The Sanctuary of God

Apart from the contacts between Jesus and the early church with the priestly authorities from the Temple, the New Testament shows minimal interest in the Jewish Temple in Jerusalem. Far more frequent are the applications of temple language and imagery to the New Covenant community built by Jesus and his original apostles. What the old Temple and its predecessor, the Tabernacle, foreshowed is coming to fruition among his disciples, the “Body of Christ.”

For example, Paul applies the Greek term rendered “Sanctuary of God” to the Assembly in the city of Corinth, and he uses related temple language when describing congregations of believers elsewhere.

Church in Iceland on Unsplash
[Church Iceland by Cassie Boca on Unsplash]

Many of the same Greek terms the New Testament applies to the Assembly of God are from the Septuagint translation of the Hebrew Bible when it describes the Tabernacle in the wilderness as well as the later Temple complex in Jerusalem.

While Paul’s usage is metaphorical, it illustrates the identity of God’s people under the New Covenant. In his epistles, the English term “Sanctuary of God” translates the Greek clause ton naon tou theou, and the noun naos means “sanctuary.” Most often it refers to the inner sanctum, the sanctuary proper, and not the entire Temple complex.

THE ‘NAOS’


Paul applies the term to the local congregation four times in his two letters to the Corinthians, and once he uses the noun naos by itself in Ephesians for the Assembly of God that consists of Jewish and Gentile followers of Jesus:

  • (1 Corinthians 3:16-17) - “Know you not that you are a sanctuary of God, and that the Spirit of God dwells within you? If anyone mars the sanctuary of God, He will mar him, for the sanctuary of God is holy, and such are you – (compare 1 Corinthians 6:19, 2 Corinthians 6:16).
  • (Ephesians 2:19-22) - “Hence, then, no longer are you strangers and sojourners, but you are fellow citizens of the saints, and members of the household of God, having been built upon the foundation of the apostles and prophets, there being for chief cornerstone Jesus Christ himself in whom an entire building is in the process of being fitly joined together and growing into a holy sanctuary in the Lord; in whom you also are being built together into a habitation of God in the Spirit.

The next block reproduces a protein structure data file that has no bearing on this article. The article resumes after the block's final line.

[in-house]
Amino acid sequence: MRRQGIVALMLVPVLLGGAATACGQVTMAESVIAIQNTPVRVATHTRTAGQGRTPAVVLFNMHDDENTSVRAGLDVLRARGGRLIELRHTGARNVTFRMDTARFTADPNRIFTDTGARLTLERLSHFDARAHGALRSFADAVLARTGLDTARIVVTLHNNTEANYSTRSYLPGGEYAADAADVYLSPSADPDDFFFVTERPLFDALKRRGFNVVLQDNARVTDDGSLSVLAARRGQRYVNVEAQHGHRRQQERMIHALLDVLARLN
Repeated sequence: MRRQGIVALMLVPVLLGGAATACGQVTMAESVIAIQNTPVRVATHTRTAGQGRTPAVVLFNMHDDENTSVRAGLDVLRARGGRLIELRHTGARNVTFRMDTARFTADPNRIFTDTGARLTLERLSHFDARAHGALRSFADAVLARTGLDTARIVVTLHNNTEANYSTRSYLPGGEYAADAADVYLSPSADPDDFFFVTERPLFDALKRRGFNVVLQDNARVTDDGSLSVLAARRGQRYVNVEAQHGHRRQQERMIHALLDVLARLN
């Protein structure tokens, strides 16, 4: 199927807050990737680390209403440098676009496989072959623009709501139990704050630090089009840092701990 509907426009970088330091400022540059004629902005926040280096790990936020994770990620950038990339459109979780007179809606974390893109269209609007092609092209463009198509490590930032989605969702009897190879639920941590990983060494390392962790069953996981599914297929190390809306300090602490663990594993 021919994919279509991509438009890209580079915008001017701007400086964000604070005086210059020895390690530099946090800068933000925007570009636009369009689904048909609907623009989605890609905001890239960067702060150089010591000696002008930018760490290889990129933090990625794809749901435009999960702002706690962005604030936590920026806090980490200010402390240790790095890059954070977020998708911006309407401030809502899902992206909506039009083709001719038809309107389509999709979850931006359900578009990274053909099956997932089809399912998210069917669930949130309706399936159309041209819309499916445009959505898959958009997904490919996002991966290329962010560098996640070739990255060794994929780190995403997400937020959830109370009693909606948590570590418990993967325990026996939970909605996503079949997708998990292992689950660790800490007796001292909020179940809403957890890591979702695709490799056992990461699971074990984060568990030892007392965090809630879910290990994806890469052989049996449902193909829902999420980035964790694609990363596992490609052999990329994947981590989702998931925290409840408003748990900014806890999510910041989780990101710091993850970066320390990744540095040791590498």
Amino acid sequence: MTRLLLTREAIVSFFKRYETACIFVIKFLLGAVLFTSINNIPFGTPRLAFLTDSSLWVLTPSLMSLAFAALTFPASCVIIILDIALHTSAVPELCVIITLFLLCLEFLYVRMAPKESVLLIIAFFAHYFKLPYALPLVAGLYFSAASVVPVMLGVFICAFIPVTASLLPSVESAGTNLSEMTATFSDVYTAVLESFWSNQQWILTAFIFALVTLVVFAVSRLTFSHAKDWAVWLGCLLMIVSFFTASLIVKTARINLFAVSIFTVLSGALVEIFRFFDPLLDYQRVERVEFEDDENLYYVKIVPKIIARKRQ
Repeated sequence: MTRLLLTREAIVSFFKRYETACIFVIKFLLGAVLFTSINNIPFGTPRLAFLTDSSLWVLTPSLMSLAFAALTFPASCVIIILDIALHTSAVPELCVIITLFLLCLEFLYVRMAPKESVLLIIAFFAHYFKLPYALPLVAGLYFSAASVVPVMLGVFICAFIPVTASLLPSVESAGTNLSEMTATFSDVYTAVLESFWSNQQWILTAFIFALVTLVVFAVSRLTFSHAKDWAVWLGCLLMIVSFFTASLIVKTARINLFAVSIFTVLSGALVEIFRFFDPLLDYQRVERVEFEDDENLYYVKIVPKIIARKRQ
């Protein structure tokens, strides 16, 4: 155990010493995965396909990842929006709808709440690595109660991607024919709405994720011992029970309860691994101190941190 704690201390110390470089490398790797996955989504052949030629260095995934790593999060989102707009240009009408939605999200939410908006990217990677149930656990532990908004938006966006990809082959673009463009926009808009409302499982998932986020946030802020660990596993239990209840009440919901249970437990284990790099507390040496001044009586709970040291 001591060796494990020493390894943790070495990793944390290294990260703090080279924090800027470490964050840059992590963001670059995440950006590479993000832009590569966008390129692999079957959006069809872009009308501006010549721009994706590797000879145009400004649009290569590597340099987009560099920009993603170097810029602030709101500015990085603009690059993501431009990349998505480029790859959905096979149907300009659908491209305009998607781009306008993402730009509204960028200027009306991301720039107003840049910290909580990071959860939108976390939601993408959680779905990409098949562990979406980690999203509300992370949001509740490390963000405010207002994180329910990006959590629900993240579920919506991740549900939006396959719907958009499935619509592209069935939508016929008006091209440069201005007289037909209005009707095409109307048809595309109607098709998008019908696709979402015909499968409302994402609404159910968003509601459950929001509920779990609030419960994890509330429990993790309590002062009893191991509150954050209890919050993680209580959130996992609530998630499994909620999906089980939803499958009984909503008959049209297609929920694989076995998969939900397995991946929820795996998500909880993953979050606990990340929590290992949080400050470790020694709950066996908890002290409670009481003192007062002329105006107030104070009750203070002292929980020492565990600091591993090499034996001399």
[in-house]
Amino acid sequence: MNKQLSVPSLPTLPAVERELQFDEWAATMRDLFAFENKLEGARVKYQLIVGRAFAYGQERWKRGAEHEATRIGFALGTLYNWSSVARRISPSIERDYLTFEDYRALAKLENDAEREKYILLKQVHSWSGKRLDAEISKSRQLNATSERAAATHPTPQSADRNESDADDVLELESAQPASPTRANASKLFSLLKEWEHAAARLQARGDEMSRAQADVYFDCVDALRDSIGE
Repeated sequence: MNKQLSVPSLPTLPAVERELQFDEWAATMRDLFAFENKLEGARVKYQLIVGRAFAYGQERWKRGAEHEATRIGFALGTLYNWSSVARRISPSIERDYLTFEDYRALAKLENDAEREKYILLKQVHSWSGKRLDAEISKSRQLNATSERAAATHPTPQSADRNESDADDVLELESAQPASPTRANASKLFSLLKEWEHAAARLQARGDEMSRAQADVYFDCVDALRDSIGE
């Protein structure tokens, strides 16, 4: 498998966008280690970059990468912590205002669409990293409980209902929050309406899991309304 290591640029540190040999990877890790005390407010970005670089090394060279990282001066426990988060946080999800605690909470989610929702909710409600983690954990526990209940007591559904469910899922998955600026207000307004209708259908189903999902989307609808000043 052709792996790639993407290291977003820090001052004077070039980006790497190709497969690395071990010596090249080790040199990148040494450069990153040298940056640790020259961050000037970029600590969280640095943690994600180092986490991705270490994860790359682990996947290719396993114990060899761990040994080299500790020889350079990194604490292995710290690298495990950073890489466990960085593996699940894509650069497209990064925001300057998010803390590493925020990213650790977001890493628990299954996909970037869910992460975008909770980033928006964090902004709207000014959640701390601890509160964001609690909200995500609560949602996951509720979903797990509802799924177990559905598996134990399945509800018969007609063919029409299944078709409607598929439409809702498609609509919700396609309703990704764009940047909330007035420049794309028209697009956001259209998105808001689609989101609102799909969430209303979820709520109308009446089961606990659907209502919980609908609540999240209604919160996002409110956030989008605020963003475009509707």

In Ephesians, not only is the language metaphorical, but Paul mixes his metaphors. The Assembly DOES NOT consist of men who are made of stones or goatskins. Tents and stone buildings do not “grow,” at least, not organically.

None of this means that his language is not serious, or that he is not describing genuine realities brought into existence by Jesus under the New Covenant.

The local assembly is the “Sanctuary” of God because, like the ancient Tabernacle and Temple, it is where the presence of God dwells (the “habitation of God in the Spirit”). It is His presence that makes it “holy,” and therefore, something not to be violated, sullied, disrespected, or otherwise desecrated.

THE SANCTUARY IS HOLY


The language about preserving the holiness of the “Sanctuary” and the punishment that awaits anyone who “defiles” it reflects the purity regulations for the Tabernacle found in the Torah. For example, Numbers 19:20 reads:

  • But the man that shall be unclean, and shall not purify himself, that soul shall be cut off from the midst of the assembly BECAUSE HE HAS DEFILED THE SANCTUARY OF YAHWEH.”

In his second letter to the Corinthians, The Apostle Paul is quite explicit:

  • And what concord has Christ with Belial, or what portion has a believer with an unbeliever? And what agreement has the SANCTUARY OF GOD with idols? For we are a SANCTUARY OF THE LIVING GOD; even as God said, I will dwell in them, and I will walk in them; and I will be their God, and they shall be my people.” – (2 Corinthians 6:15-17).

Paul summoned believers to live holy lives by learning to remain “separate” from sin and idolatry. As before, he identified the Assembly as the “Sanctuary of God,” the place where He dwells. To fortify his point, he cited two passages found in the Hebrew Bible:

  • (Leviticus 26:11-12) - And I will set my habitation in your midst, and my soul shall not abhor you, But I will walk to and fro in your midst, and will be unto you a God, and you shall be unto me a people.
  • (Jeremiah 31:33) - “For this is the covenant which I will solemnize with the house of Israel after those days, declares Yahweh, I will put my law within them, Yea, on their heart will I write it. Thus will I become their God, and they shall become my people.

Previously, he linked the “Spirit” to the presence of God that now dwells in the Assembly. The Gift of the Spirit possessed by believers demonstrates that God now dwells among His people, and therefore, they collectively constitute the “Sanctuary of God” in each city or region where they reside.

Hence, Paul identifies the local assembly of believers as the “Sanctuary of God,” and that identification is built on promises of a New Covenant from the Hebrew Bible. As he teaches elsewhere, the institutions of the old covenant were “types” and “glimpses” of the true realities that Jesus is now actualizing in the New Covenant - (Colossians 2:16-17).

The Tabernacle and Temple were “types and shadows” of the greater reality when God would indwell His people. Now, wherever followers of Jesus are gathered in worship, the Spirit of God is present and working among his people, the “Sanctuary of God.”



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